“Do not withhold good  . . . when it is in your power to act” (Proverbs 3:27).

From a devotional, “The Word for Today” (September 22, 2009), we read:

Dan Clark recalls when he was a teenager, he and his father once stood in line to buy tickets for the circus.  They noticed a poor family immediately in front of them.  The parents were holding hands.  They had eight children, all probably under the age of twelve.  He could tell that the circus was going to be a new adventure for them.  The attendant asked how many tickets they wanted.  The man proudly responded, “I’d like to buy eight children’s tickets and two adult tickets.”  When the attendant quoted the price, the man’s wife let go of his hand and her head drooped.  The man leaned closer and asked, “How much did you say?”  The attendant quoted the price again.  The man obviously didn’t have the money.  He looked crushed. 

Clark says his father watched all this, put his hand in his pocket, pulled out a twenty dollar bill and dropped it on the ground.  His father then reached down, picked up the bill, tapped the man on the shoulder and said, “Excuse me, I think this must be yours.”  The man knew exactly what was going on.  He looked straight into Clark’s father’s eyes, took his hand, shook it, and with a tear streaming down his cheek, replied, “Thank you, thank you, sir.  This really means a lot to me and my family.” 

Clark and his father went back to their car and drove home.  They didn’t have enough money to go to the circus that night, but it didn’t matter.  They’d blessed a whole family, and it was something neither family would ever forget.  That’s called “doing good.”

We’ve been predestined to do good works according to God’s will and purpose for us (Romans 8:29; Ephesians 2:10).  Not only have we been called to the attitude of kindness, but also to energize that character into acts of goodness.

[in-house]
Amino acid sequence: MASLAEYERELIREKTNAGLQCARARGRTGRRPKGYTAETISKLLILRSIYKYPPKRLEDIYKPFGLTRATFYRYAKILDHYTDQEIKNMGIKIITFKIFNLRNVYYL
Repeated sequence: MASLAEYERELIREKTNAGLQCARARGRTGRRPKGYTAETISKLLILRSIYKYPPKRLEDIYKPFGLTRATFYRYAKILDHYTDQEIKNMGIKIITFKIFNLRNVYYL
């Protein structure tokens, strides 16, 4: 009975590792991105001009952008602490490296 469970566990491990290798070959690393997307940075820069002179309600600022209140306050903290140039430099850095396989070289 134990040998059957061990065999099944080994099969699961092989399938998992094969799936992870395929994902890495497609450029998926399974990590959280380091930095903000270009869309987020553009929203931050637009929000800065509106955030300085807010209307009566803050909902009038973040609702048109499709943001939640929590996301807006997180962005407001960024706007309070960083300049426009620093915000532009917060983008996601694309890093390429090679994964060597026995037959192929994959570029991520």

Goodness involves deliberate deeds that are beneficial to others.  Jesus “went around doing good” (Acts 10:38).  To be like Christ, we must be sensitive to how we can meet the needs of those around us.  “God is able to make all grace abound” toward us, that we will have all sufficiency, and “abound in every good work” (2 Corinthians 9:8). 

Goodness is simple: always live for others and do not seek our own advantage.  The time to begin is now.  No one gets dizzy from doing good turns.

We’ve been called to goodness.  Our obedience to God’s Word determines how much we accomplish.

From the example of Jesus,

Who went about doing good,

We are to honor our Savior

By helping wherever He would. –Hess

3 thoughts on “CREATED TO DO GOOD WORKS (3)”

  1. Oh, how we need to be reminded of God’s goodness to us, and then to be examples in sharing with others. May He continue to bless you, Ruby, as you share His goodness with all of us during the month of June.

    1. Thanks, Esther. I see your comments came through. I’m glad you are being blessed through the devotions. This is my prayer for all who take time to read them.

      So thankful for your friendship & prayers for us.

  2. I loved the story about the man helping the family of 10 to be able to see the circus. Not only was he a blessing to that family, but what he did was a wonderful example to his son. Thank you for reminding us to be sensitive to the needs of others so that we can show them God’s love by helping them.

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